President Donald Trump on Tuesday appeared to claim that his policies in his first year in the White House resulted in the commercial aviation industry posting its safest year ever in 2017 — though the U.S. had gone years without a U.S. commercial airline fatality before he took office.
“Since taking office I have been very strict on Commercial Aviation,” Trump tweeted Tuesday morning. “Good news – it was just reported that there were Zero deaths in 2017, the best and safest year on record!”
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Trump was referring to reports that 2017 marked the safest year in global commercial aviation ever, with no passenger jet fatalities recorded. But, as Reuters reported, there were fatalities in accidents involving turboprop airplanes and cargo aircraft.
Still, the U.S. has gone years without a U.S. commercial airline fatality. There has not been an accidental death on a domestic commercial airline since February 2009, when a Colgan Air flight crashed into a house near Buffalo, N.Y., killing 49 people on board and one person on the ground.
A passenger flight under a foreign carrier, Asiana Airlines, crashed upon landing in San Francisco in July 2013, killing three. And a month later, a cargo plane — which operates under the same rules as commercial flights — piloted for UPS crashed on approach to a runway in Birmingham, Ala., killing both pilots.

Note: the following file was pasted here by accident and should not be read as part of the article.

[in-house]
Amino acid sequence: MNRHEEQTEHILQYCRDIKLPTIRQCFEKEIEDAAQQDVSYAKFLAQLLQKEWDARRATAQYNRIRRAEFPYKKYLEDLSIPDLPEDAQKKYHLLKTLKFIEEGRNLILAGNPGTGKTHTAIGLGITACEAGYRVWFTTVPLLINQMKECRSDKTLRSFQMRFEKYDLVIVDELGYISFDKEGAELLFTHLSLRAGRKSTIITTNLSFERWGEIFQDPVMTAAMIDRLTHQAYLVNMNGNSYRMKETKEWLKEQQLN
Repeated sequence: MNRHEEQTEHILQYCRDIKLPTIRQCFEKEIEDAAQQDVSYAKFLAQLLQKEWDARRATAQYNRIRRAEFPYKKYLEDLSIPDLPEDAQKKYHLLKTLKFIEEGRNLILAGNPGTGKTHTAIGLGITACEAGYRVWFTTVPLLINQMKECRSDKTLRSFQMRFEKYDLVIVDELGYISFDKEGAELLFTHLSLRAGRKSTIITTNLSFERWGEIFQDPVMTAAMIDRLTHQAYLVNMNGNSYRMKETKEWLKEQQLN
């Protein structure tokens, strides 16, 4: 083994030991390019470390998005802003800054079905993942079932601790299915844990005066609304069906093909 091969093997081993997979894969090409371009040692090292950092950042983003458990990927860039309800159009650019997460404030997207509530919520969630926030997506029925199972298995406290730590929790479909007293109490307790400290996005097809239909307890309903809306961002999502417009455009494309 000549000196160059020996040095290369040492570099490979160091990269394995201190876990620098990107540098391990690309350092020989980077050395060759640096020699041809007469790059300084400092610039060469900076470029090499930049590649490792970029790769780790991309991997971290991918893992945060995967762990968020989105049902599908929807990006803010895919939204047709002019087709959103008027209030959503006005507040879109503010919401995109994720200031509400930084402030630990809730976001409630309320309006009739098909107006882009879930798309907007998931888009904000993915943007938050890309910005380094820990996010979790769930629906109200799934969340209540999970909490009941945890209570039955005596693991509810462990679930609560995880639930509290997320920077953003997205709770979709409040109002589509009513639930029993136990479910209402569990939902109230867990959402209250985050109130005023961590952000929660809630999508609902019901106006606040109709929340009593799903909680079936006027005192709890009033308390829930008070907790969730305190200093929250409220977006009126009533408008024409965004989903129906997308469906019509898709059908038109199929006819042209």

Congress hasn’t directed any new aviation policy since mid-2016, when it last passed an FAA bill containing new provisions responding to the San Francisco, Buffalo and other crashes.
Still, principal deputy White House press secretary Raj Shah said in a statement that Trump “has raised the bar for our nation’s aviation safety and security.”
“Last year, the president announced his initiative to modernize air traffic control and under his leadership, the Department of Homeland Security released enhanced security measures to ensure safer commercial air travel,” Shah said. “The president is pleased there were no commercial airline deaths in 2017, and hopes this remains consistent in 2018 and beyond.”
The Trump administration has endorsed the idea of splitting air traffic control operations from the FAA, contending that putting a nongovernmental, nonprofit body in charge would boost safety. But legislation to overhaul the system has so far failed to reach the House floor or be considered in the Senate at all.
Former President Barack Obama appointee Michael Huerta has been at the helm of the FAA since 2011.
In regards to Trump’s “enhanced security measures,” DHS issued a directive in June requiring security updates at last-point-of-departure airports for U.S.-bound flights, including increased use of explosive trace detection equipment and bomb-sniffing dog teams. The department opted for the global aviation security enhancement directive instead of expanding a ban on carrying large portable electronics in-cabin. DHS lifted the electronics ban for the 10 mostly Middle Eastern countries affected after the security directive went into effect.
Stephanie Beasley contributed to this report.